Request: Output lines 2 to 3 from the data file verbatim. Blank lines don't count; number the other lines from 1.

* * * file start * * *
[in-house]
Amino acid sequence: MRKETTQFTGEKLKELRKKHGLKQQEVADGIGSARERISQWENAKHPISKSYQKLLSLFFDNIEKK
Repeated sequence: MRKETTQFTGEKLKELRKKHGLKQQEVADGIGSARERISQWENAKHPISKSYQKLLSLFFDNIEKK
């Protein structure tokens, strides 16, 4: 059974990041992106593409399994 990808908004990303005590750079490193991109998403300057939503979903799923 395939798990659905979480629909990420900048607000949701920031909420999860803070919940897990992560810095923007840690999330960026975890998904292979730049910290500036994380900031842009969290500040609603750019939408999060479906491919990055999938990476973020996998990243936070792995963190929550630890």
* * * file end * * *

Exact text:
Amino acid sequence: MRKETTQFTGEKLKELRKKHGLKQQEVADGIGSARERISQWENAKHPISKSYQKLLSLFFDNIEKK
Repeated sequence: MRKETTQFTGEKLKELRKKHGLKQQEVADGIGSARERISQWENAKHPISKSYQKLLSLFFDNIEKK